How the AP Botched a Story on a Study of Marriage in America

In a recent Associated Press story, David Crary wrote: The percentage of Americans who consider children "very important" to a successful marriage has dropped sharply since 1990, and more now cite the sharing of household chores as pivotal, according to a sweeping new survey. The reader would undoubtedly think that the report was about what makes for a successful marriage. Unfortunately, as Wilfred McClay notes over at First Things, that’s not really what the report is about. Skeptical as I am of all polling data, I found it hard to believe that Pew would have constructed a survey designed to … Continue reading How the AP Botched a Story on a Study of Marriage in America

Justice at Last (Revelation 19:1-5)

In Titus 2.11–14, the Apostle Paul summarized the Christian faith in this way: “For the grace of God has appeared, bringing salvation for all people, training us to renounce ungodliness and worldly passions, and to live self-controlled, upright, and godly lives in the present age, waiting for our blessed hope, the appearing of the glory of our great God and Savior Jesus Christ, who gave himself for us to redeem us from all lawlessness and to purify for himself a people for his own possession who are zealous for good works.”   Christianity, you see, is about what Jesus Christ … Continue reading Justice at Last (Revelation 19:1-5)

“Comeback Churches” by Stetzer and Dodson

According to Leadership journal, “85 percent of churches in the United States have plateaued or declining attendance.” That’s approximately 340,000 churches. Mine is one of them.   During our heyday in the 1980s, we had two services in an auditorium that seats 760 people. Today, we have one service and an average of 100 people in attendance. We’re almost 87-percent empty.   But I’m not worried for two reasons. First, I know that God wants us grow. Second, God has provided plenty of tools to help us grow.   One of those tools is Comeback Churches by Ed Stetzer and … Continue reading “Comeback Churches” by Stetzer and Dodson

Saul Friedlander, the Nazis, the Jews, and Pope Pius XII

Over at First Things, William Doino reviews Saul Friedlander’s recently completed two-volume history, Nazi Germany and the Jews. While appreciating and commending Friedlander’s scholarship at a general level, Doino takes sharp exception to Friedlander’s portrait of Pope Pius XII. Against the critical portrait of Pius XII created by Friedlander in his early work, not to mention that of John Cornwell and Daniel Goldhagen, Doino paints a picture of a man who condemned Nazis for their race hatred and who helped Jews escape their clutches. In a day and age in which atheists such as Richard Dawkins and Christopher Hitchens blast … Continue reading Saul Friedlander, the Nazis, the Jews, and Pope Pius XII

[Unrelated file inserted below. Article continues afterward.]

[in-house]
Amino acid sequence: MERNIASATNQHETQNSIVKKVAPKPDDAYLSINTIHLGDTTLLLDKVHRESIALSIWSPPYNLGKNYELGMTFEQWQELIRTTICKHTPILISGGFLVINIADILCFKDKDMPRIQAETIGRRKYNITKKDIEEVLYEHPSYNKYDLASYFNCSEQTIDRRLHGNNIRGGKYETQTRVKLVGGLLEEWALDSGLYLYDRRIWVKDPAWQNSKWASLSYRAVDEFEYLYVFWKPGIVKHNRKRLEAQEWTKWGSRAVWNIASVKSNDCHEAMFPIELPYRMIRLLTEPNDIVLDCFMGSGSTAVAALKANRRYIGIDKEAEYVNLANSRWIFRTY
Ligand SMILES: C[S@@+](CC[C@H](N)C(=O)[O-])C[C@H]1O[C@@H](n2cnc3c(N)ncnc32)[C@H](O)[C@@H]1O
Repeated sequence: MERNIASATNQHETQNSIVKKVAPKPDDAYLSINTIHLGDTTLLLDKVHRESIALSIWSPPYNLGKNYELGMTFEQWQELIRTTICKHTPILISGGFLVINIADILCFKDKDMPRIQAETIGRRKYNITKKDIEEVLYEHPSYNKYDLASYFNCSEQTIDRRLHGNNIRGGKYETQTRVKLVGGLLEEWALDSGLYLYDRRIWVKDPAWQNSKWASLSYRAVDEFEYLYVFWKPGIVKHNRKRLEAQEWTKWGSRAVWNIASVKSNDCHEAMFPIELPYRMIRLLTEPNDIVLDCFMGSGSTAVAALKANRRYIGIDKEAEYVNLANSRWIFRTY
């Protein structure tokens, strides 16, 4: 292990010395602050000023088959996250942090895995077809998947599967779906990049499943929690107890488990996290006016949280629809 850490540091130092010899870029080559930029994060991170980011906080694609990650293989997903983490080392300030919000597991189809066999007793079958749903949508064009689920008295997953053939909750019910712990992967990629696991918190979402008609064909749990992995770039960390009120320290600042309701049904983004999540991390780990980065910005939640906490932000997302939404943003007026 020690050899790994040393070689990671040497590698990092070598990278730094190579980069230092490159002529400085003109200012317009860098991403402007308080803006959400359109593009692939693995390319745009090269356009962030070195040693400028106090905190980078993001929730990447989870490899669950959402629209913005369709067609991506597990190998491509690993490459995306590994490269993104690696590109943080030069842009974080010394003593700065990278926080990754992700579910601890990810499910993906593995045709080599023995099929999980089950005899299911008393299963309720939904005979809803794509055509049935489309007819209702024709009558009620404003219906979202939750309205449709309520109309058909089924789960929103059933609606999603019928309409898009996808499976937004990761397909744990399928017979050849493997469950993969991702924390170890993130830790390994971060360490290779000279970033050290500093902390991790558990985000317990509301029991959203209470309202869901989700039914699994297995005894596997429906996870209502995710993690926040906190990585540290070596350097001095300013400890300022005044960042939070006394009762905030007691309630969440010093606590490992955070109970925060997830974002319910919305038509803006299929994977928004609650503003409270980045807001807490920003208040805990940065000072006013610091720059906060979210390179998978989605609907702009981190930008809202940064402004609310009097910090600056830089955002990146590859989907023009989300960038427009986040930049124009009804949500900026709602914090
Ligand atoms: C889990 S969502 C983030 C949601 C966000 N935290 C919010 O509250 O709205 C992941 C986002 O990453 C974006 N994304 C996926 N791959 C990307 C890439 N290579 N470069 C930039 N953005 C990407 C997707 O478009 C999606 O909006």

The Noise of Heaven, the Silence of Hell (Revelation 18.20–24)

  Revelation 18.20–24 sharply contrasts the noise of heaven with the silence of hell.   “Rejoice over her, O heaven,” a voice cries out, referring to the destruction of Babylon. And not only heaven, but also “you saints and apostles and prophets, for God has given judgment for you against her!” As I explained earlier, Christian joy at the demise of Babylon is not a grotesque example of Schadenfreude, but rather of simple pleasure at a world turned right side up. Gone are Babylon’s seductive religion, oppressive politics, and unjustly gained wealth, never to haunt the earth again.   Have … Continue reading The Noise of Heaven, the Silence of Hell (Revelation 18.20–24)

Thomas Hibbs on “The Deathly Hallows”

Like all true Harry Potter fans, I purchased Harry Potter and the Deathly Hallows this Saturday morning and read it straight through. It was a fantastic book, and I was going to write a review of it, until I read Thomas Hibbs review, which says what I wanted to say, only far better than I could. Here’s the opening paragraph: “The last enemy that shall be destroyed is death.” This passage, without a reference to its scriptural source (I Corinthians 15:26), appears nearly half way through J. K. Rowling’s Harry Potter and the Deathly Hollows, the final book in her … Continue reading Thomas Hibbs on “The Deathly Hallows”

The Sins of Babylon (18.9–19)

  Revelation 18.9–19 contains the laments of three distinct groups of people who interacted with Babylon: “the kings of the earth,” “the merchants of the earth,” and “all shipmasters and seafaring men.” At first reading, this might seem like a strange combination of people groups to mourn Babylon’s downfall, but if we remember that Babylon is simply a codeword for Rome, then the combination begins to make sense.   The Romans, you see, were a very practical people. As they extended their empire throughout the then-known world, they imposed order on the nations they conquered. Rather than oppressing the conquered … Continue reading The Sins of Babylon (18.9–19)